It would seem with the prevalence of pot and pot smokers, any jail or forfeiture would seems “unusual” using the term that way.

  16. The race issue is a highly justified focal point given the history of the war on drugs. From the first San Francisco opium ordinance in the 1890s to the south’s marijuana crackdowns, drug demonization has been a tool for “dealing with” Chinese, Mexicans, blacks and other minorities.

    How have things changed since then? Not as much as people like to believe. The race war isn’t “openly prosecuted” as it once was perhaps. All that means is that it is no longer primarily the result of conscious deliberate motives on the part of those in power. Does that make it less real, insidious and damaging? Not really.

  17. I’m attempting not to discuss the racial disparities in drug law enforcement here, but to point out the problems in using more or less meaningless facts that do not speak to the true nature of the problem.

    I’m not disputing that there is a disproportionate enforcement effort in black and/or youth communities, I’m simply saying that that’s not what Sullum wrote in his original post. He wrote:

    * Marijuana possession and sales arrests disproportionately affect blacks and the young.

    That is not the same thing as saying that arrests in these subgroups are disproportionate to their representation in the marijuana-using community as a whole.

  18. As P.J. O’Rourke says, you can find the real message behind the Drug War by substituting the N-word for every appearance of the word “drugs” in policy statements.

  19. If I went to the DEA headquarters and started reading out loud from an Econ 101 textbook, how many heads would explode?

    “It is well known that when regulations artificially constrain the available quantity of a product the price will increase and people will turn to the black market…” (sound of heads exploding) This could be like the ending of the movie Mars Attacks.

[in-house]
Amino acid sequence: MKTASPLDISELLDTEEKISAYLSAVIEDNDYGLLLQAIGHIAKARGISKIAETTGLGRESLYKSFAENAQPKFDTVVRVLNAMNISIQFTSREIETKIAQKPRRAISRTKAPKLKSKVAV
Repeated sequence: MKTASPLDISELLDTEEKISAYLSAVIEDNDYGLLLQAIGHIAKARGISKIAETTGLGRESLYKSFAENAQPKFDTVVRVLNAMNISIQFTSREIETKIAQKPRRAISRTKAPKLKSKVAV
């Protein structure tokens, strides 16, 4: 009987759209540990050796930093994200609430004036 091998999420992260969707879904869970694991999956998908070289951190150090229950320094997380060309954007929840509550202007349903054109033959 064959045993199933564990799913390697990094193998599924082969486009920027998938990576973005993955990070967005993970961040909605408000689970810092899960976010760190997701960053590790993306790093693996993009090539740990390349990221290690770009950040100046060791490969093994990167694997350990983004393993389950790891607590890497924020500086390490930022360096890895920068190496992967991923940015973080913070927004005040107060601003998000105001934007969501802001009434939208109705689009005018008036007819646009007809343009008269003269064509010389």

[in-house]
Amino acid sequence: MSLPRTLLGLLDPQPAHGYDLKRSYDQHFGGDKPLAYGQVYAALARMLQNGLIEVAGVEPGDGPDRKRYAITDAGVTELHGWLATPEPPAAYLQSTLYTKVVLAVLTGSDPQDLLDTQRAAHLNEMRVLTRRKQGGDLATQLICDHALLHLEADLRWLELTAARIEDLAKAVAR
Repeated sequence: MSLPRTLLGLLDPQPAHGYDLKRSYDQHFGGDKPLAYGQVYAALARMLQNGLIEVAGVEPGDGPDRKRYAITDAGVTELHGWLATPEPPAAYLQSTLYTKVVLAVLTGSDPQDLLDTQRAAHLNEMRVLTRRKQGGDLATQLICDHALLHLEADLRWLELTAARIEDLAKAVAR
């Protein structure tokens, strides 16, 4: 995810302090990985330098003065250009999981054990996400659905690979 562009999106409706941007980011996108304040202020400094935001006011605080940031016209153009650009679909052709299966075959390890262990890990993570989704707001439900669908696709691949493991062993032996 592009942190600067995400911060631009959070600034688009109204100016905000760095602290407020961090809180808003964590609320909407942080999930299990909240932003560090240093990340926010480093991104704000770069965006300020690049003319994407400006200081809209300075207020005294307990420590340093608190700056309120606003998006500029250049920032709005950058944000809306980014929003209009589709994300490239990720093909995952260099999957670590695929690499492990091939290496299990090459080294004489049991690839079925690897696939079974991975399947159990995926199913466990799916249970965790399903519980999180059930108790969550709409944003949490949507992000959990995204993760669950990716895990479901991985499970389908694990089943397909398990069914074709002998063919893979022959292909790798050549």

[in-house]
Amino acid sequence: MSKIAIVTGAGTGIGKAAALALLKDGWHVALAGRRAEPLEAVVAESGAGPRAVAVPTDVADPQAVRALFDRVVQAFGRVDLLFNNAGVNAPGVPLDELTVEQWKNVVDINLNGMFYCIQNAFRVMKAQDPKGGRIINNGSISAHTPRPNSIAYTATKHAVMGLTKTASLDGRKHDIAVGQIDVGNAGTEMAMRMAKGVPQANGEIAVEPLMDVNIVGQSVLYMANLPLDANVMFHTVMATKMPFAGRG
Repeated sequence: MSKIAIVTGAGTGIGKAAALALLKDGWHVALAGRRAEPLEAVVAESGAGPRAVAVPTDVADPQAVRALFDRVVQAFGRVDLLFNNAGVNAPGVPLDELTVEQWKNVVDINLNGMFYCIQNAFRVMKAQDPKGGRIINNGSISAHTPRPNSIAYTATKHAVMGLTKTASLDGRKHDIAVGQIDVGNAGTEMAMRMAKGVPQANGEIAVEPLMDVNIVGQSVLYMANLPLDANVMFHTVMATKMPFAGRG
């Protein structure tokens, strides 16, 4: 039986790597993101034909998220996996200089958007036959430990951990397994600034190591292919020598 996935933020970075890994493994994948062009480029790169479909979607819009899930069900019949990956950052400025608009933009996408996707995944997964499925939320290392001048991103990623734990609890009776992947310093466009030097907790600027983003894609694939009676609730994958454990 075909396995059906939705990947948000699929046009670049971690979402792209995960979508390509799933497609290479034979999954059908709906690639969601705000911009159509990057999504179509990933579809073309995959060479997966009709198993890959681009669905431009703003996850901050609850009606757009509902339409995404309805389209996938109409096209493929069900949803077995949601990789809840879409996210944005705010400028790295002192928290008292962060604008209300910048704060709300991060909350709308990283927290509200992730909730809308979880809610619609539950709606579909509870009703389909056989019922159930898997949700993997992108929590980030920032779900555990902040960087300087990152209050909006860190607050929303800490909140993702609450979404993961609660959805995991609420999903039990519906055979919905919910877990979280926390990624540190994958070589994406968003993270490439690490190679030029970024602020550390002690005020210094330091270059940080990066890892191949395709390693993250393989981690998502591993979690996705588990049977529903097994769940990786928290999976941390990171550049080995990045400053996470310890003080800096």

Better question: If I went to DEA headquarters wearing a suit and some official-looking ID tag, and announced that I was conducting random drug screens of all personnel, how many would flee?

  20. God, i need a bong hit.

  21. Here in BC, Canada, where as I understand it the most delightfully THC-rich weed is grown, the drug war is proceeding much like it is in the US. And to the best of my knowledge there is no race war going on.

    Why bring it up? Well, for one thing to point out that the racial motivations that may or may not be present in America (I don’t disbelieve it, by the way) don’t necessarily comprise all or even most of the motivation behind the drug war.

    Here one big concern is that if we legalize (which I think should be done, and I’m not a user) the US will suddenly become all the more miffed with us, making trade & travel more difficult, whether officially or unofficially, or both. That may be a portion of the motivation of our ‘drug war’, but it isn’t the main one.

    Lots of folks simply seem convinced that marijuana is wrong, and further, that it is a kind of wrong that the state should forbid.

    I disagree, and say that using it is no more wrong than consuming any other plant (including the hideous and foul parsnip) and the government should not be involved with it’s use, production, or sale any more than it is with parsnips.

  22. Poustman

    It is my impression (and purely that; thus easily refuted by other, sounder information if anyone has it), based on contacts with family in Canada, that the vaunted drug tolerance for which Canada is famous in the US is actually pretty much restricted to Toronto, Montreal and Vancouver and that the hinterland is still somewhat conservative (although married to the welfare state).

    In fact, looking online at the daily paper of the prairie city that was my onetime home, I was thinking that it could have just as well have been written in Bumfuck, Alabama.

  23. Extremism, in the defense of anti-drug hysteria, is no vice! Moderation, in the sentencing of victimless crimes, is no virtue!